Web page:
Showing posts from February, 2017

Moving On

I have taught at the same School for nearly Seven years since I arrived, fresh-faced, as an NQT. That school has been perfect for my development as a Teacher: supportive staff, engaged pupils, involved parents. I have been able to stretch my wings and try new things, all in the safety of my home-from-home. During those seven years I have also had a turbulent home life: getting married (once), having children (twice), moving house (three times). All very stressful situations made less stressful by my comfortable, familiar workplace. I could happily work in the same School forever. I could remain comfortable and relaxed where I am. However a little voice in my head has been bothering me for a while now. 'There's a whole world of schools out there'. I think I'm ready for something new, a challenge, a new adventure. A new school would bring me into contact with new colleagues, new pupils, new ways of working. A new school would allow me to grow, force me to change,  provi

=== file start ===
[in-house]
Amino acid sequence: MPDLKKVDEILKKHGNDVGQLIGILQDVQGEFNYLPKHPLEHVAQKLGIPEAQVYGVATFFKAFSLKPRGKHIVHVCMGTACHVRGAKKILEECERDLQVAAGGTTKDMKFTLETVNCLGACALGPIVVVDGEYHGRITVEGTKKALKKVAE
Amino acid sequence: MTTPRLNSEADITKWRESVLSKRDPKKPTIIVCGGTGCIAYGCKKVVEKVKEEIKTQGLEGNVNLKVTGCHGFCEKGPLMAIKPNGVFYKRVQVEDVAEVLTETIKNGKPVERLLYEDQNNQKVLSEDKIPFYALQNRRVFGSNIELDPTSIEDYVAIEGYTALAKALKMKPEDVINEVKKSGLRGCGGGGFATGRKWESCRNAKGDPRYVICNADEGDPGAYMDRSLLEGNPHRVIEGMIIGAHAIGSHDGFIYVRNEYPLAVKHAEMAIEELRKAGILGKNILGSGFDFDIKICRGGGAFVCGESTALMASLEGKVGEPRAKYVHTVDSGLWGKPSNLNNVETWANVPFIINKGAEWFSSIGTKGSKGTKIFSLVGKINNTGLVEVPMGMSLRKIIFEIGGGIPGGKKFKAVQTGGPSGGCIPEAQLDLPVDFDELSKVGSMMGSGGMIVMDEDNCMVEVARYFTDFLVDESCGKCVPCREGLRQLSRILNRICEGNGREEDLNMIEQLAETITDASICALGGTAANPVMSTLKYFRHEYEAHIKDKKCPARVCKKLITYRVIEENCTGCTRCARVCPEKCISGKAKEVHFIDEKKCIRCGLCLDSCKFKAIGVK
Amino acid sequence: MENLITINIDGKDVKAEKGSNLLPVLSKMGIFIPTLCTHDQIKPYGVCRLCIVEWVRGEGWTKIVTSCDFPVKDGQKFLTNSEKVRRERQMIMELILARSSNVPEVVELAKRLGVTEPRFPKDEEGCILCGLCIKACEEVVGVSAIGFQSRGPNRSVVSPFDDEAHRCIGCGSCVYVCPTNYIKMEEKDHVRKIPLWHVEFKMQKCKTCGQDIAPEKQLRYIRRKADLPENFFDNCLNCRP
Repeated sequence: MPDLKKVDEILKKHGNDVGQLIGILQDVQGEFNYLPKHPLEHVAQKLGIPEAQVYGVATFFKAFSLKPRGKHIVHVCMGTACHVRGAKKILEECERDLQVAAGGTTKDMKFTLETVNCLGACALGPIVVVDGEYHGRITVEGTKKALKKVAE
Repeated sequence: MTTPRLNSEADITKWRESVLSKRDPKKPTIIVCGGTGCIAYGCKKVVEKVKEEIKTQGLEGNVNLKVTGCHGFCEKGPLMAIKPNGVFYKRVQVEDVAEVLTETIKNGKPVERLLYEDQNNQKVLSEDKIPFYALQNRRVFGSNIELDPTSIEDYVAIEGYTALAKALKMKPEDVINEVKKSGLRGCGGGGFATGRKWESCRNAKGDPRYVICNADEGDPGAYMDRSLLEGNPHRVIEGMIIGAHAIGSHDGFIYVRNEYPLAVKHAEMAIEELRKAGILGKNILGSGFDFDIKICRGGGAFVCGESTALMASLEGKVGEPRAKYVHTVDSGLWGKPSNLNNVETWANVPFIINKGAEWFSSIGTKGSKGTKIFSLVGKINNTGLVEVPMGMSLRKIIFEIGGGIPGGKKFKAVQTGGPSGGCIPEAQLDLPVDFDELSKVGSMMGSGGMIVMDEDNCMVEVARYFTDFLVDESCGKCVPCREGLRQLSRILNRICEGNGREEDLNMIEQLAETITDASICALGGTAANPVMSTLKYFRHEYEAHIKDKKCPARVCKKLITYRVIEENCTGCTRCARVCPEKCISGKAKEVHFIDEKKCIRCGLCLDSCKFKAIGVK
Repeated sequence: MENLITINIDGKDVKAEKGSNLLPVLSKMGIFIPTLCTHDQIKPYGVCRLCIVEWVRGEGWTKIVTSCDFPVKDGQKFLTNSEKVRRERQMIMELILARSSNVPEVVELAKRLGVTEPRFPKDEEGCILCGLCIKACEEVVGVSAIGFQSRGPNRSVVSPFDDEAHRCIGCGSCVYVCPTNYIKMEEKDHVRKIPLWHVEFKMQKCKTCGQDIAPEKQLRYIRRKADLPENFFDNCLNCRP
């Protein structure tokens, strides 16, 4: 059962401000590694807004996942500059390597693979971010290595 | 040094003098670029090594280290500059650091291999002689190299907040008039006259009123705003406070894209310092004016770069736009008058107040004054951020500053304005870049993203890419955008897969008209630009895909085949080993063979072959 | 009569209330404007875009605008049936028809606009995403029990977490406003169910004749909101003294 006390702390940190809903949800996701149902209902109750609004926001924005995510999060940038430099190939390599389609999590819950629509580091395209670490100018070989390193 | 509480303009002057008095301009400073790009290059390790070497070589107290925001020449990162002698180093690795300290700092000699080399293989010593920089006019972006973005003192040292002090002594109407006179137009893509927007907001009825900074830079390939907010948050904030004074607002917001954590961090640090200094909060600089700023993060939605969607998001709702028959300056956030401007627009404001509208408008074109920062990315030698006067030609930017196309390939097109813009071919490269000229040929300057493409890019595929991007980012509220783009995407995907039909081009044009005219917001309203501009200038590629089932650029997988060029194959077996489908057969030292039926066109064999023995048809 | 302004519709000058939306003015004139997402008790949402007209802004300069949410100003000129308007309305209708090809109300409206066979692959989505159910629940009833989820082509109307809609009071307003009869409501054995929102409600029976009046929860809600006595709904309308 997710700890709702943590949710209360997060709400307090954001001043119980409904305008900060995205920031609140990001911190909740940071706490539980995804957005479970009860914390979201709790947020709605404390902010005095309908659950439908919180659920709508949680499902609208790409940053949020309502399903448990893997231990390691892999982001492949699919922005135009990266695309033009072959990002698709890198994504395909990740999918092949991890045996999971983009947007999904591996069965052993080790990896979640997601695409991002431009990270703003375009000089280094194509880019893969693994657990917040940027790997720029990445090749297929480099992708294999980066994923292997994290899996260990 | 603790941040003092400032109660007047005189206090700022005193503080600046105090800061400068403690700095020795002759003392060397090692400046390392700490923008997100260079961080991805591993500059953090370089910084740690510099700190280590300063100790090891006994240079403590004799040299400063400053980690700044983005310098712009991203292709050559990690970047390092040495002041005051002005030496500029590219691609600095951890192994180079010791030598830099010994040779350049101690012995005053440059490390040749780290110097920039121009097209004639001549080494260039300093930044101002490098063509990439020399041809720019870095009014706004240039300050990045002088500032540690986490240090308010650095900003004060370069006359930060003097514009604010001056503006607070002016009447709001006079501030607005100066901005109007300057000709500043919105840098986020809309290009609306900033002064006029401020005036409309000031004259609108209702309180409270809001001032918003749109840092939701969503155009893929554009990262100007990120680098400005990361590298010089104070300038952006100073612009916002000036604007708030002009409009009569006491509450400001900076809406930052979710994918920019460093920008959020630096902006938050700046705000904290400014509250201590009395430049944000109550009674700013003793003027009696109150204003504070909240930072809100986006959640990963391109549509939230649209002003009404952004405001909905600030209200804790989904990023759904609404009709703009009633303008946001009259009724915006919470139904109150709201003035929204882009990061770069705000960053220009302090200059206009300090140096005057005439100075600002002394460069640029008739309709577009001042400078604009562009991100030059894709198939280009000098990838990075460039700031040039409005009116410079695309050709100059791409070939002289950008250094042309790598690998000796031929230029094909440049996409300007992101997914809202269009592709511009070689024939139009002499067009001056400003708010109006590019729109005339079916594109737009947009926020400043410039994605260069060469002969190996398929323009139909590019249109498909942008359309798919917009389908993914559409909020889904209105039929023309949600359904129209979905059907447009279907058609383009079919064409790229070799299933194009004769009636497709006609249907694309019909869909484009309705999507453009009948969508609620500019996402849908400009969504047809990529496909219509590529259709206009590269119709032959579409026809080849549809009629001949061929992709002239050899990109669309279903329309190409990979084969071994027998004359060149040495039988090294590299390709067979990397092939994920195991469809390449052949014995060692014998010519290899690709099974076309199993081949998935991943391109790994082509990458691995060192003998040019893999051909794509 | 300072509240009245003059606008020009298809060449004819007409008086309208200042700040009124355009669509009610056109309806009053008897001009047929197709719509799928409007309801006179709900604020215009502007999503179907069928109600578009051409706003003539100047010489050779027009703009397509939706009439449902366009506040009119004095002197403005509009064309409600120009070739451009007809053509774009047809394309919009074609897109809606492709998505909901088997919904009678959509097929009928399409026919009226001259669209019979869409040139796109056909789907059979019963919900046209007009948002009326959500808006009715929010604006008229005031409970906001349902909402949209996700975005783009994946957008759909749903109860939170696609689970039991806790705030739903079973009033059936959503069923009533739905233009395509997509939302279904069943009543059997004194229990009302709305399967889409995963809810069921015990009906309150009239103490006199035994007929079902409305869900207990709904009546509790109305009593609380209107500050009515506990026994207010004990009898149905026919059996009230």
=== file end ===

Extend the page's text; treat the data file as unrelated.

The Joys of Teaching: Making Children Cry

One of the best things about being a teacher is the ability to make children cry. Before you get out the flaming torches and pitchforks, I don’t mean that in the way you might assume. That sort of attitude has no place in modern teaching. Rather, the thing that I enjoy is when something you do as a teacher, a lesson, an activity, or an experience, causes your pupils to have an emotional experience. Younger children cry easily, usually in response to pain, or when overwhelmed by a situation or the actions of another child. Working in Year 5 I have noticed that this reaction is lessened over time (although some children are more prone than others). However, it is still important that children understand their emotions and how they react to them. Crying, especially for boys, increasingly becomes a taboo. Crying equals being a baby. This restriction or masking of emotions is not healthy, and results in our children being repressed and unable to demonstrate their emotions in an accept